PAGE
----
Second, 17 years have passed since the fall of the Berlin wall. It becomes more and more unseemly to address the repressive character of the GDR without considering the subsequent fate of its population, and, more generally, the fate of the populations in all the former Stalinist-ruled countries. Are they now living in paradise? Not only have they suffered, in many cases, an actual economic deterioration, the rise of neo-fascist tendencies, in the confusion created by the crimes of Stalinist “socialism,” threatens these societies with outright dictatorial rule.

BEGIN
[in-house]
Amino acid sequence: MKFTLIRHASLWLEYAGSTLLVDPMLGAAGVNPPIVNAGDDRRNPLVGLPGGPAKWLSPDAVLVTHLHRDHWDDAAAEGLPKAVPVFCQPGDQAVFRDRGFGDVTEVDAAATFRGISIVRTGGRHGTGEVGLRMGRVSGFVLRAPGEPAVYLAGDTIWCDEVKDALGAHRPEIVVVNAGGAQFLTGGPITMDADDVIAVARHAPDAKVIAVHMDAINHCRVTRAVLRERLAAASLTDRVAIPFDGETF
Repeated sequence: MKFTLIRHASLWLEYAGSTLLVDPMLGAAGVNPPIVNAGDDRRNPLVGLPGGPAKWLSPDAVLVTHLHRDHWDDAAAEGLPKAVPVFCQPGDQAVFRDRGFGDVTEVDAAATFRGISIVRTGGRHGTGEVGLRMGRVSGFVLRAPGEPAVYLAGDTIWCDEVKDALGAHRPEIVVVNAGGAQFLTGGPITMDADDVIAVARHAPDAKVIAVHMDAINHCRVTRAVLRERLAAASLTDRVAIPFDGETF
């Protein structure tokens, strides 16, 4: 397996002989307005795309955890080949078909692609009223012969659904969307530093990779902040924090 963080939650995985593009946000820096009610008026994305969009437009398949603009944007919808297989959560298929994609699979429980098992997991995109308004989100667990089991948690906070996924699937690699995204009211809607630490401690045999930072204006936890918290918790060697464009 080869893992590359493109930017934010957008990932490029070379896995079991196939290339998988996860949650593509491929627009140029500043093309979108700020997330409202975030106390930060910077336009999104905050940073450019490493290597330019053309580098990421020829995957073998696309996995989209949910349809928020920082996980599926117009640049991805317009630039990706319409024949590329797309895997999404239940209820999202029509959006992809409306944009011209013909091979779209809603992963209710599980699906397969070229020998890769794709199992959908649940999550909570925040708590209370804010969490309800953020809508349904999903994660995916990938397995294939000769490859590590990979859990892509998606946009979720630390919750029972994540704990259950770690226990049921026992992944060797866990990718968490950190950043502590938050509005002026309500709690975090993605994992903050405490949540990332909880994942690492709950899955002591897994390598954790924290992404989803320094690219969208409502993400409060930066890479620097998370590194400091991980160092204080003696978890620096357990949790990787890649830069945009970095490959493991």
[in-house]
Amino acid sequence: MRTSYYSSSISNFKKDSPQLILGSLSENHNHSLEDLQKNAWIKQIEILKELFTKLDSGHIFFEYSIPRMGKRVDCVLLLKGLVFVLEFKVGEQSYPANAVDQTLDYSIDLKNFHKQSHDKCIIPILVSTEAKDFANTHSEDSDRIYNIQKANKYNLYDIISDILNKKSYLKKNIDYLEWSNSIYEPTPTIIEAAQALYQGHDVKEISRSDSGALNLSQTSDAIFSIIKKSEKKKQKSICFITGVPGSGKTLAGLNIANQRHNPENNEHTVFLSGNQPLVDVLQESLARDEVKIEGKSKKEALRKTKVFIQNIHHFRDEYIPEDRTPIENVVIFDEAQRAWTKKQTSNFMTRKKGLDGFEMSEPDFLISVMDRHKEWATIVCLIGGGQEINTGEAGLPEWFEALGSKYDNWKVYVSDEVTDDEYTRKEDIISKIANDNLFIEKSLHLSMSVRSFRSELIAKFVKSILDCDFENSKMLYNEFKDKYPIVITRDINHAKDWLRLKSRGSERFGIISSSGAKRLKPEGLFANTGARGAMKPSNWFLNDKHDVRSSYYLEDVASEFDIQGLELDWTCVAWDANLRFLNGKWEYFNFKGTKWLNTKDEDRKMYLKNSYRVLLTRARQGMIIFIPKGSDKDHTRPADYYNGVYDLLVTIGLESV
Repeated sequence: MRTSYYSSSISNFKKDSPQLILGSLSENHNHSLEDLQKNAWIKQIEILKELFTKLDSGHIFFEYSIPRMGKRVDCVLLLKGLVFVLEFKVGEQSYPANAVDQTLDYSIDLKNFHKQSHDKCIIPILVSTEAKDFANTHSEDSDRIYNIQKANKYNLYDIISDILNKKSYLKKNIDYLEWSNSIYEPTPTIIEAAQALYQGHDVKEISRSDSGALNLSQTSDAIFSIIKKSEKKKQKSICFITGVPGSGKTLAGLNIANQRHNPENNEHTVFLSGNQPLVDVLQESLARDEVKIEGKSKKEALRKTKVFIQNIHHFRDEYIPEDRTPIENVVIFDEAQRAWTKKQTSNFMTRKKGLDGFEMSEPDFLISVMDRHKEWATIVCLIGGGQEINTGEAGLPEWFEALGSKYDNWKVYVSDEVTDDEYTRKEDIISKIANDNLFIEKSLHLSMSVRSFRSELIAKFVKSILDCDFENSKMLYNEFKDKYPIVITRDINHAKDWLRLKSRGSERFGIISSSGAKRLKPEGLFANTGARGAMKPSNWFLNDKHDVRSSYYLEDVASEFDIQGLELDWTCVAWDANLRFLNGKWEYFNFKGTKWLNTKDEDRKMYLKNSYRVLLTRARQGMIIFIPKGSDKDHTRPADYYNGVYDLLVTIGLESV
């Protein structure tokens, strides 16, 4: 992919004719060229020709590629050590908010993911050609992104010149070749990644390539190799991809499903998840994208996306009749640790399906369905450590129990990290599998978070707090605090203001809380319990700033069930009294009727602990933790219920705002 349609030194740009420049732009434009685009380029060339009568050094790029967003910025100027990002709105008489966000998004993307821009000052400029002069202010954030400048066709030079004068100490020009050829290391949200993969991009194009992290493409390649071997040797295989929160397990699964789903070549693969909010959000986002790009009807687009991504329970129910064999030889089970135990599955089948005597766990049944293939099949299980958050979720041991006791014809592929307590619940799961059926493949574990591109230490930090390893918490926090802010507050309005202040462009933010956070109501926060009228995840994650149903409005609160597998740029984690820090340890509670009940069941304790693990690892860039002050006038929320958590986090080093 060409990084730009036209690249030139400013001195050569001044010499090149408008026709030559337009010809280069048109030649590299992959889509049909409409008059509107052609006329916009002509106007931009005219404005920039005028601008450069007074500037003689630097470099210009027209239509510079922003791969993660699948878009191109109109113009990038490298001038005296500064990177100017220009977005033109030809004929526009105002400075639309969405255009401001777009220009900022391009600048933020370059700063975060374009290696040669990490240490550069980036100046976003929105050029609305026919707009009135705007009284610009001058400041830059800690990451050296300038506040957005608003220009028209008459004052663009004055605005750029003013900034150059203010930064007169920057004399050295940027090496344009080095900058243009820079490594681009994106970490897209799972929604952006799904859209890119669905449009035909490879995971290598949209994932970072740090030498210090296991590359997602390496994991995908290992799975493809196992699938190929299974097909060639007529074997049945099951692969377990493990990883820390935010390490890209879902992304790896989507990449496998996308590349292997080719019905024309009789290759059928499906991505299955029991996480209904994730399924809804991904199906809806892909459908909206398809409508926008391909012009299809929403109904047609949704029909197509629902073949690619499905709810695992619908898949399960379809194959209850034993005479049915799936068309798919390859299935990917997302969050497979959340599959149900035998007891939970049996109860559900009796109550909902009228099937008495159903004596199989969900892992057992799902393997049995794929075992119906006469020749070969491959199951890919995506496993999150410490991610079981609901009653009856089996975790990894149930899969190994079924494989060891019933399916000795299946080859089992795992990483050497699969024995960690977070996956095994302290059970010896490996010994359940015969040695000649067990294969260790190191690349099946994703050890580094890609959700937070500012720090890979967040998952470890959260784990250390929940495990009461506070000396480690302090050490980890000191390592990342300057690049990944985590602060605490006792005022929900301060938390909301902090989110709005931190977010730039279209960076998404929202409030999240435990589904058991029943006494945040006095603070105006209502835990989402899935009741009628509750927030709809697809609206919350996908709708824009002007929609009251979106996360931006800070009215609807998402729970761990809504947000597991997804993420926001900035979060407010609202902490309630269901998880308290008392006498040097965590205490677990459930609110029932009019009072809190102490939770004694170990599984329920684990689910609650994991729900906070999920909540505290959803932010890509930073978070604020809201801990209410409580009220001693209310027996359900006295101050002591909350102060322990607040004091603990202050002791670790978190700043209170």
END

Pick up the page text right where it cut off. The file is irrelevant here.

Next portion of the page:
This film and others like it are responses, one senses, to Germany’s internal political and cultural situation: for example, the continuing influence of the Left Party/PDS, the political heir to the old Stalinist ruling party in East Germany, as well as the appearance of films such as Good-bye Lenin! (Wolfgang Becker), which dared to suggest that not everything and everyone in the former state in the east was an abomination and that the newly unified Germany was not so much to brag about.